The curtain has fallen upon the 8th season of ’24′ and the producers claim that this was the final one. I keep a certain dose of skepticism about this, as the main character – Jack Bauer – was still as alive and as in bad shape as in most other final episodes of the previous seven seasons. It may be for the big screen feature that was announced, and I am quite curious to know what format that film will take as an alternative to the real time 24 x one hour episodes in real-time, which were the trademark and the principal gimmick pacing the series for the whole duration of the eight seasons. This format imposed a certain gradation of the development of the action and of the characters in the time-frame of each episode and in the time-frame of the season, which became the duration of a full day in the life (and sometimes death) of the characters. Here relies much of the strength but also of the weakness of the formula, as after placing aside the bigger or even smaller credibility questions (like when do the heroes eat, sleep, go to the bathroom?) the fans of the series learned the pace and the rhythms and knew in many cases what to expect next with a precision of minutes.

(video source FoxBroadcasting)

’24′ was said to be the ultimate post-911 series, and it raised serious moral questions about the approach of members of the CTU in fighting terror attacks and terrorism threats in a period when the American society and the whole world was confronted with the same type of questions. The other dilemma the main heroes faced permanently is between individual action and the trust in the system – a system we quick learned is completely corrupt (in the eyes of the authors) to the point that any character from the rookie agent in the CTU to the President of the United States can be a suspect or eventually a traitor. There are few certain things in the world of ’24′ – the ‘do not kill (your people)’ taboo is broken in the second season, the trust in the institution of the presidency in the 4th or the 5th, even the complete dedication of Jack Bauer to his country is put under a big question mark in the last season, when he seems to engage in what looks like a personal vendetta at the expense of the world peace. What is left is maybe the protective love of Jack for his daughter and the friendship between him and Chloe – too little human feelings in such a savage world.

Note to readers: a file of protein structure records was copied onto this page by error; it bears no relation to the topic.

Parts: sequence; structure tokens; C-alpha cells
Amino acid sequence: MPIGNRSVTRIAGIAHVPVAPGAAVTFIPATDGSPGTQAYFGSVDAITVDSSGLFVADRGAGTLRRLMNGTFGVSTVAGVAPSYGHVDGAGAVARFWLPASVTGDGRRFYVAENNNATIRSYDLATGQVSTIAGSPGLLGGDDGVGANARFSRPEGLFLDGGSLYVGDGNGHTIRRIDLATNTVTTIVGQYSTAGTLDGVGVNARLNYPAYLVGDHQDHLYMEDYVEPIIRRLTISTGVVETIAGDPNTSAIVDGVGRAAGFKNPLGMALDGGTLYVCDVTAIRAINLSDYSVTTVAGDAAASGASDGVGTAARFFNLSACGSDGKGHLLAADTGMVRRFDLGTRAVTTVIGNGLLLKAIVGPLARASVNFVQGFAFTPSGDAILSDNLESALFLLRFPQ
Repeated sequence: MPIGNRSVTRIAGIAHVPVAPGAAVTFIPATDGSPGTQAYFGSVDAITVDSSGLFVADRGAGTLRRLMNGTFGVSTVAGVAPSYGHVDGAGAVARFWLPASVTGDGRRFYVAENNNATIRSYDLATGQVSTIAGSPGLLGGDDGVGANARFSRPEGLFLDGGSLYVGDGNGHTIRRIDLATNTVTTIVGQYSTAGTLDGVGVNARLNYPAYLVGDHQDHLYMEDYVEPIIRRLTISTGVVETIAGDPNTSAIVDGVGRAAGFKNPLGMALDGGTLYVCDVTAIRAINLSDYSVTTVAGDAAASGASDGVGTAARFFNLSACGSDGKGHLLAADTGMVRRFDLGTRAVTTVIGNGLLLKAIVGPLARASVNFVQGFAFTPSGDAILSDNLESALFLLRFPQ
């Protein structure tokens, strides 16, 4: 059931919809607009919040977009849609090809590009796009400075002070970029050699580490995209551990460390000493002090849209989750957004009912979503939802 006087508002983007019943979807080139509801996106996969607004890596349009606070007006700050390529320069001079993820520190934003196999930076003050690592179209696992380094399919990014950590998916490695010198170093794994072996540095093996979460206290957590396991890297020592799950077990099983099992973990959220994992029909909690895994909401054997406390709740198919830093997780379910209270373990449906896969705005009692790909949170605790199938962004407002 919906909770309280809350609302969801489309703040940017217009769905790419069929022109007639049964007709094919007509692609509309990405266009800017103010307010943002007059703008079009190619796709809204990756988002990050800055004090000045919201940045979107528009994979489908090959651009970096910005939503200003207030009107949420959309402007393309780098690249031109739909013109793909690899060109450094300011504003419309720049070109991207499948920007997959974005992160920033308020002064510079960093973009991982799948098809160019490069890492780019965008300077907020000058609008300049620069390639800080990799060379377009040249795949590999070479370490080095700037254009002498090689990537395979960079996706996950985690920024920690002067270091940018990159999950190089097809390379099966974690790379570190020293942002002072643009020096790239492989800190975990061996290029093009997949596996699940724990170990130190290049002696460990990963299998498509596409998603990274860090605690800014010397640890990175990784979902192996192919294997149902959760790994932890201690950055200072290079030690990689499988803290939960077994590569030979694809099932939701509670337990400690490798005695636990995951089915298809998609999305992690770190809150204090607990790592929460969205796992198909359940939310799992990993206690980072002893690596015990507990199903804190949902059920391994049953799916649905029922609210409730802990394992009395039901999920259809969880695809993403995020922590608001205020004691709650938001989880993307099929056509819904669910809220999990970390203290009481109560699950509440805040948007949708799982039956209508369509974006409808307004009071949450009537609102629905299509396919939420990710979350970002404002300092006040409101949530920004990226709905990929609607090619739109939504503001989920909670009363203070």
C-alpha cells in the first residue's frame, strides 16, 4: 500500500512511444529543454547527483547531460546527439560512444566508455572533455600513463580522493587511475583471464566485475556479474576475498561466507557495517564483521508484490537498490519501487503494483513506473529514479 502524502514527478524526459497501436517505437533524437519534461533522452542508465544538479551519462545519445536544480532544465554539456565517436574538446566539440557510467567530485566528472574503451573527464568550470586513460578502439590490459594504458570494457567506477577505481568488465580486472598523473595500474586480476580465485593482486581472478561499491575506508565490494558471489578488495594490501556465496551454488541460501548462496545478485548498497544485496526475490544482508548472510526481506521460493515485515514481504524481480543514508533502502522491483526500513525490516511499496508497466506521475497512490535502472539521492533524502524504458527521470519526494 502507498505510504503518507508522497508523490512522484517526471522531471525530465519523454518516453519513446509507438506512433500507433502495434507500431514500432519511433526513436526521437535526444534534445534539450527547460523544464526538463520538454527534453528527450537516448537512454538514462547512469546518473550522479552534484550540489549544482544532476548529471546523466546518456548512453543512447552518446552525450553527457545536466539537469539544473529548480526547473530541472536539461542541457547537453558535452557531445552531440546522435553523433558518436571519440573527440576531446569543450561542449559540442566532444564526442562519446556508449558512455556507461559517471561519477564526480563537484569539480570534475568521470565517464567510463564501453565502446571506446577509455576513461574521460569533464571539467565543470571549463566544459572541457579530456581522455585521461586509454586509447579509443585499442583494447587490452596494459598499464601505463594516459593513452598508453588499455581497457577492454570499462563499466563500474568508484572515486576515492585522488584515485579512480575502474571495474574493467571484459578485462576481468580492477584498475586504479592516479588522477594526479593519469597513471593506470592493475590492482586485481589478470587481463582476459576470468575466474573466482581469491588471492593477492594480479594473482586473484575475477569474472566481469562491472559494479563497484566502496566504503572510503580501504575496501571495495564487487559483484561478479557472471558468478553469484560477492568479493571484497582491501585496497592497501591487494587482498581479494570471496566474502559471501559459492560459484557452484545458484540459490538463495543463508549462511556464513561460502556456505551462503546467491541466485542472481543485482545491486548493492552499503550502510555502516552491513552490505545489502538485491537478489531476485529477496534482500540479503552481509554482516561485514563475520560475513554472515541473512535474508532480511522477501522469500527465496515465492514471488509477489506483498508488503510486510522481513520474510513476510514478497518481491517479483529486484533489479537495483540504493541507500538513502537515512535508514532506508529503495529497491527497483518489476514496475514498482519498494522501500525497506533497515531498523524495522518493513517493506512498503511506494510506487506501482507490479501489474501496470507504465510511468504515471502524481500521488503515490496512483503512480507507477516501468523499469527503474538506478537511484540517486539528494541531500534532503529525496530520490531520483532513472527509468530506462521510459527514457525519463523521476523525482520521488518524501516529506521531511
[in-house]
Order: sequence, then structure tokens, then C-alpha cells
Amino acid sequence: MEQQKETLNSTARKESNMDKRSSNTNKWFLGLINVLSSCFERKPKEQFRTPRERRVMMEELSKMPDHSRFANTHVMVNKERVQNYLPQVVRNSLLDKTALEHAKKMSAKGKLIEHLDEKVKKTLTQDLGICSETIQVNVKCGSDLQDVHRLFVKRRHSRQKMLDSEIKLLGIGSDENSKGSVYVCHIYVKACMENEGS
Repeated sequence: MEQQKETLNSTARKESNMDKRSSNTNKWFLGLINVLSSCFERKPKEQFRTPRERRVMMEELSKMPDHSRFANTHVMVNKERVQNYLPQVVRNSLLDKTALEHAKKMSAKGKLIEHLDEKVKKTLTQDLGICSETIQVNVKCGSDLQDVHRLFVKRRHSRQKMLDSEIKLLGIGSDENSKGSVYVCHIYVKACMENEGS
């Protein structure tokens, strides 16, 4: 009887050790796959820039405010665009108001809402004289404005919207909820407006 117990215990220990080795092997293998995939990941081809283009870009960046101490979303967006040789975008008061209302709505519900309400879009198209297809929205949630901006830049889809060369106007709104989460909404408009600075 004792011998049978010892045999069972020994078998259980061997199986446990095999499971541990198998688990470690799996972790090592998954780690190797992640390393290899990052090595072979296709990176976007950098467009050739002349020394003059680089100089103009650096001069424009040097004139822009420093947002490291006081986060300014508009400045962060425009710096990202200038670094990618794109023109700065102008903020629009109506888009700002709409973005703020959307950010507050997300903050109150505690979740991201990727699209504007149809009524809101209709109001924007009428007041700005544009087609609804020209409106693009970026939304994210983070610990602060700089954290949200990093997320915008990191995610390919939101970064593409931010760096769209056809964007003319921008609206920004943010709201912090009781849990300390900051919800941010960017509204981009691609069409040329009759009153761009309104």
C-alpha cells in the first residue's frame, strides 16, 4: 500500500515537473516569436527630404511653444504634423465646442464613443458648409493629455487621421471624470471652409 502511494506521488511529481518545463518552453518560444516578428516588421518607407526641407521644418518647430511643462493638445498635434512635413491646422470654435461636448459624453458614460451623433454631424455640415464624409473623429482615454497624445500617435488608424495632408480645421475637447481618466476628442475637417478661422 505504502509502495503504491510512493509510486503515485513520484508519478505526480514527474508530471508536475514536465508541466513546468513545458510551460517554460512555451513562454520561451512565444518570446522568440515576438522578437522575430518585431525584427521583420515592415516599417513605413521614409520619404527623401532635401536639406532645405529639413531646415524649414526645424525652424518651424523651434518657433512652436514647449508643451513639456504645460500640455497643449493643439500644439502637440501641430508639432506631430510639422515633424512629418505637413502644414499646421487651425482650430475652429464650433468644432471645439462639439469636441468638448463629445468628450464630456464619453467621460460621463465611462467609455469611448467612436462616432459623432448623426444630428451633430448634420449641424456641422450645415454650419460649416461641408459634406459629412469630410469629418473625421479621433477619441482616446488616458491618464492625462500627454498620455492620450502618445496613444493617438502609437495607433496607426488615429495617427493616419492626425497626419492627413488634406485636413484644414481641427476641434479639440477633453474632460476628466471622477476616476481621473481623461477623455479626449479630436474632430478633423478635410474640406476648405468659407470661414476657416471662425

Yet, the human dimension is what stays for me from these series. After the eighth season I cannot remember how many times Jacj saved the world in 24 hours, I am pretty sure that atomic bombs were twice exploded in the US, that ballistic rockets were shot on the big American cities, and chemical and biological attacks happened several times and I cannot really distinguish between them. What I do and will remember is that I have seen in ’24′ the first Afro-American president at work a few years before Obama,  I watched Nina’s treason and Terry’s death in the first season, I resonated with the start and tragic end of the love story between Michelle and Tony Almeida, I shared the dilemmas, achievements, but also mistakes and treason of several fictional American presidents. Actually the turmoil that engulfs president Taylor in the last season was one of the reasons to watch this season attentively – a season which I started as a viewer with a big dose of skepticism and some boredom, but which became one of the best, and not only because by mid-season we new it will be the last.

Or will it not?